On May 25th, the Governor of the Central Bank of Nigeria (CBN), Godwin Emefiele, made the long-awaited announcement that the country would no longer peg the naira at N197 to the dollar. This change went into effect on Monday, which was the first time in recent history that the naira’s value was determined by market forces. The change represents the latest significant macroeconomic policy change by the government, following the lifting of fuel subsidies and restrictions on fuel imports last month.
Nigeria had held its currency at N197-199 to the dollar for the last 16 months, despite the steep dive in oil prices, which accounted for approximately 90% of Nigeria’s earnings from exports. The drop in the price of oil and decline in exports caused a severe foreign exchange shortage, forcing the Nigerian government to restrict currency exchange. Emefiele banned the use of forex for the importation of several dozen products—ranging from toothpicks and Indian incense to private airplanes—in mid-2015, followed by a restrictive limitation of dollar-denominated ATM transactions for bank customers. The Central Bank then discontinued the sale of foreign exchange to currency exchange operators in the country in mid-January 2016, and blocked many online payments in foreign currencies for Nigerian cardholders. Throughout this period, the black market exchange rate soared as high as N360 to the dollar.
While most welcome the new policy, the government has made it clear that the policy change will not improve the economy overnight. According to some reports, there is up to $4 billion worth of unmet demand in the forex market that must be addressed. There are concerns that this significant backlog may take longer than the targeted four weeks to clear following this week’s policy shift.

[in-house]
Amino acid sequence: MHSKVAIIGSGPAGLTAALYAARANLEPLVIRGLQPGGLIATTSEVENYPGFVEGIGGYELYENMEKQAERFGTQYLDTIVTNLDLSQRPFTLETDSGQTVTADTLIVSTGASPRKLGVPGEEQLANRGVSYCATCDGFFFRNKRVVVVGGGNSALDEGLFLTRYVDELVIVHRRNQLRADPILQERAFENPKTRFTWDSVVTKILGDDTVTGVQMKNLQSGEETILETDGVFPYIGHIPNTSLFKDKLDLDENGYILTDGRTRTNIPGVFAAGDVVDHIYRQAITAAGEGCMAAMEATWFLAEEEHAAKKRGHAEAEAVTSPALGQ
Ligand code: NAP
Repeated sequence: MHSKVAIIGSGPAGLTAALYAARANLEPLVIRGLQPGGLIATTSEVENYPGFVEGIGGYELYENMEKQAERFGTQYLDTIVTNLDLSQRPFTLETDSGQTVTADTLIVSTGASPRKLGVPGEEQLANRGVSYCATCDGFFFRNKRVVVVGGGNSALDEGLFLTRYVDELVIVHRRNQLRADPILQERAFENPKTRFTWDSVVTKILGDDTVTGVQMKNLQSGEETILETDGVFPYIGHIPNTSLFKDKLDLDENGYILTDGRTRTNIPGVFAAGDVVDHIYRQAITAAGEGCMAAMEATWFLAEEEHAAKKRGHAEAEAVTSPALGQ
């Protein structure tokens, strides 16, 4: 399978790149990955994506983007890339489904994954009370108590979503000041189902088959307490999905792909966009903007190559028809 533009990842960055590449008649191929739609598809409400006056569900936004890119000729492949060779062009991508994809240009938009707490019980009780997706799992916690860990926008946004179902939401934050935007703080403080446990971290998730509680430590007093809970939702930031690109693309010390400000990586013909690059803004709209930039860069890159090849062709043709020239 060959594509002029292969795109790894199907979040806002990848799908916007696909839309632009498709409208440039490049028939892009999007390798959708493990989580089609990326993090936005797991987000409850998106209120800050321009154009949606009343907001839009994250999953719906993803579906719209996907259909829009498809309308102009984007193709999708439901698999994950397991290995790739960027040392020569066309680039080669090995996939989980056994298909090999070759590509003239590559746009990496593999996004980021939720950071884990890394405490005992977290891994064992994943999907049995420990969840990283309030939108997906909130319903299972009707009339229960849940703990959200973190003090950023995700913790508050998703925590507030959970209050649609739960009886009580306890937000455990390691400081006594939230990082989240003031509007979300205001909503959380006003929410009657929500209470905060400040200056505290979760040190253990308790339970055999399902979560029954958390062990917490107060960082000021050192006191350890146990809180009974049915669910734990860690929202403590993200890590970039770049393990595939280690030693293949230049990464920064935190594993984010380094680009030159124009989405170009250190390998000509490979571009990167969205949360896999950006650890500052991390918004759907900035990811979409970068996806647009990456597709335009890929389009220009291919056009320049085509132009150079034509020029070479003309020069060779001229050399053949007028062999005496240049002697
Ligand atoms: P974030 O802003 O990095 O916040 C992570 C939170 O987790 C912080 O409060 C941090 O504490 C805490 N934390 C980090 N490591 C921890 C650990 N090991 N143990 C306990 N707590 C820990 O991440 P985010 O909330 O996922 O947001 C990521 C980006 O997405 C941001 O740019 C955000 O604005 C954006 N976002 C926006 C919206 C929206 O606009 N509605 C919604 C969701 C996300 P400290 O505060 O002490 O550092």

Still, international actors have lauded Nigeria’s forex policy shift. IMF spokesman Gerry Rice conveyed the IMF’s view on the issue, stating in a letter to Nigerian President Buhari that the government’s policy shift “is an important welcome step,” and that “it will provide greater flexibility in . . . the foreign exchange market.”
Nigeria was one of few oil-exporting countries to maintain its fixed currency value following the dramatic decline in the price of oil. Other oil-exporters, such as Angola and Russia, allowed their currency rates to float. Experts believe that the official exchange rate will settle somewhere between N275 and N300 in the new market, although Emefiele wrote in a letter to President Buhari that he expects the exchange rate to stay closer to N250 to the dollar.
The naira took a predictable dive, of about 23 percent, against the dollar following the currency float. The resulting devaluation of the naira will have several immediate effects on Nigeria’s economy. One positive effect is that the flotation of the naira will boost exports, as the ensuing devaluation will make Nigerian exports cheaper. The CBN also hopes that the devaluation will ease business transactions for those that have found it difficult to procure foreign currency. However, a rise in inflation is also expected to accompany the devaluation.
At this time, it remains unclear if this policy shift will be accompanied with the easing of other restrictions that have limited business operations in Nigeria, such as the limitations on repatriation of currency. With the prices of consumer goods soaring, individuals and entities still limited in their access to foreign currency, and the economy retracting for the first time in more than a decade, the CBN Governor and President Buhari will have to make many more substantial policy changes to battle inflation and recession.
This post can also be found on CovAfrica, the firm’s blog on legal, regulatory, political and economic developments in Africa.